Earnhardt Jr.'s crew chief replaced
CONCORD, N.C. -- Rick Hendrick knew the pressure was on him to make Dale Earnhardt Jr. a champion when NASCAR's most popular driver arrived at Hendrick Motorsports last season.
He never felt that more than on Thursday, when he announced he had replaced Tony Eury Jr. as Earnhardt's crew chief, beginning with this weekend's race at Dover.
"I can tell you this is the most pressure I've felt in racing," Hendrick said.
Hendrick named Lance McGrew as Earnhardt's interim crew chief beginning with the June 7 race at Pocono. Team manager Brian Whitesell will serve as the crew chief at Dover while McGrew works with rookie Brad Keselowski.
Whitesell and Rex Stump, Hendrick's lead chassis engineer, will support McGrew on a full-time basis in hopes of turning around a team that is 19th in points.
"The pressure that I thought I would have having these guys ... I was concerned with having to manage Dale Earnhardt Jr. the superstar,'' Hendrick said. "I thought that was going to be the pressure. I never thought it would be a competition thing or failing to run pressure.
"This pressure is the worst kind of pressure because the better your [other] teams do, and then you have a team that is falling behind, then the world feels like you're not paying attention to it. I take that personally."
Hendrick thought as early as last week that Earnhardt and Eury would rally and have a shot at making the Chase. But after they finished 40th in Monday's rain-shortened Coca-Cola 600, the third consecutive finish of 27th or worse, he realized a change had to be made.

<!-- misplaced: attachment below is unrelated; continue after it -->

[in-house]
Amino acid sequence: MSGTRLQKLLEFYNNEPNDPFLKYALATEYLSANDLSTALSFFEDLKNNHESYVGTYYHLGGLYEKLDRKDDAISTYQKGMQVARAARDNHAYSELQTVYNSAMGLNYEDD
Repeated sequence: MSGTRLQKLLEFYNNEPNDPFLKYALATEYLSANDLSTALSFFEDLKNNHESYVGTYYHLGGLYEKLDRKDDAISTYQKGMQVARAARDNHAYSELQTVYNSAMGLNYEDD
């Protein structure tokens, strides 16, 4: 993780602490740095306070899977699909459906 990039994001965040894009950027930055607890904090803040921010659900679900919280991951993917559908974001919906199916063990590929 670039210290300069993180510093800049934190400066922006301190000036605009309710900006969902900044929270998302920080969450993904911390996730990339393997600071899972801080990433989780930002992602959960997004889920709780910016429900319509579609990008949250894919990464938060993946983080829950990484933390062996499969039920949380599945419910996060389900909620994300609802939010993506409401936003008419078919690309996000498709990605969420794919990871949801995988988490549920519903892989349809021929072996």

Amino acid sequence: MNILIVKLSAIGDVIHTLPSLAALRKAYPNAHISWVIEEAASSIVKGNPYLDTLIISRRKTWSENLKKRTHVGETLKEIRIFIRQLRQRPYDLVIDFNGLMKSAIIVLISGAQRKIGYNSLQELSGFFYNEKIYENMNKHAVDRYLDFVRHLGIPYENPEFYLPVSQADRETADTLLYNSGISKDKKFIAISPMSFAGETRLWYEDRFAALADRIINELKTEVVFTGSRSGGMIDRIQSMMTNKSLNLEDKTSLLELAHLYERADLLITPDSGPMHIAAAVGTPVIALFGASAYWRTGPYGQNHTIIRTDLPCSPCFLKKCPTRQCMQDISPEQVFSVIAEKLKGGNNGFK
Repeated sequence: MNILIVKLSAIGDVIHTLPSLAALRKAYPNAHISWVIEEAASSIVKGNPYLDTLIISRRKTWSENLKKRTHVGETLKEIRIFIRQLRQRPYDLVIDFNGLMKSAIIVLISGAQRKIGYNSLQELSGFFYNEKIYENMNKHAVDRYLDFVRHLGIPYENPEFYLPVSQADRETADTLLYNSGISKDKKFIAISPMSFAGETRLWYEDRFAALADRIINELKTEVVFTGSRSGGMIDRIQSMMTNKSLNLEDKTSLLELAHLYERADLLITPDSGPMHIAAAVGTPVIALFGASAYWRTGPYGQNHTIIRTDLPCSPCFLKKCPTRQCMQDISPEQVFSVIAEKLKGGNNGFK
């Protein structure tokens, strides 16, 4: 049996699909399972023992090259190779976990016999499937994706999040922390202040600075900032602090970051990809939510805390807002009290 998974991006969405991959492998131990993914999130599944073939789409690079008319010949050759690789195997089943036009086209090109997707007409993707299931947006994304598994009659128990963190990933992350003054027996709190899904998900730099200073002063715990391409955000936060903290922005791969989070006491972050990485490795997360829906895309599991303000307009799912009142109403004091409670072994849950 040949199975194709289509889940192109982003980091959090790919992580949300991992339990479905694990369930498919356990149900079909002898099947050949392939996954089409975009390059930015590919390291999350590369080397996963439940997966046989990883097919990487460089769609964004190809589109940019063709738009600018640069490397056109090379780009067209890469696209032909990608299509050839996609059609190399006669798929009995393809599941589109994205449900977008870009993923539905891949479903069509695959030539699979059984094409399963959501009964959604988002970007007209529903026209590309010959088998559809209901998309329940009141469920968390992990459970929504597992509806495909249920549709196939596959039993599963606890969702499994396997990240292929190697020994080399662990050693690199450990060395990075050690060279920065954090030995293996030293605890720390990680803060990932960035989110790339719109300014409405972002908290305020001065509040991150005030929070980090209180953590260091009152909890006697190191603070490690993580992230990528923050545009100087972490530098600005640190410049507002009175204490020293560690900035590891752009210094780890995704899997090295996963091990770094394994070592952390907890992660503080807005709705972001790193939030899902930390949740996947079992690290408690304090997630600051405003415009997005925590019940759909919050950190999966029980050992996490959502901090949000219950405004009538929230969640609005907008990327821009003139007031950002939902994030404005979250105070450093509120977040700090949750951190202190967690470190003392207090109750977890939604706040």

"We were pitiful, and all of us were embarrassed," Hendrick said. "I felt like it needed to happen and we couldn't wait until the end of the year. I just didn't feel it was fair to our sponsors, our fans and to those two guys to show up anymore changing nothing.[+] EnlargeJason Smith/NASCAR/Getty ImagesTony Eury Jr., left, pictured with his famous cousin last year at Bristol, has been replaced as crew chief by Hendrick team manager Brian Whitesell.
"We were working our butts off behind the scenes. It wasn't producing any fruit. I hate doing it at this time of the year. I hate having to do it period. I'd rather work out thins. My MO is to fix it, not change it. In this case I thought it was time for that."
Hendrick said he notified Earnhardt by phone on Wednesday and told Eury of the decision in person at Hendrick Motorsports. He said both accepted the decision, almost sensing relief that it was made.
"Tony Jr. is a good crew chief," Earnhardt told reporters during an appearance in Detroit. "We've had success, but this year, we aren't even mediocre. And the last couple weeks, we've arguably been one of the worst teams on the track.
"He's really, really talented, and I feel a lot of disappointment and failure for not being able to take advantage of that. Maybe the truth is that we just aren't meant to do it together. That's tough to admit, and even tougher to believe."
Hendrick said that's why he was motivated to make a move.
"It hurts me to see those two guys as frustrated as they've been and I can't help them," Hendrick said. "You can see it in their faces. I've seen Jeff Gordon get out of the car and throw his hands up. I've seen Jimmie Johnson do it.
"We had to find some sort of spark to get the car back to running good and everybody feels better about it and everybody's confidence is back."
Hendrick is optimistic that Earnhardt can rally and make the Chase.
"We're going to put our full resources toward improving the situation and winning races," Hendrick said. "It's going to be a collective effort that includes all of our drivers, all of our crew chiefs and all of our engineers. Everyone in our company will be involved on some level."
McGrew, who plans a thorough evaluation of the No. 88 team's operations, believes the team has been preparing for races differently than Hendrick's other three teams.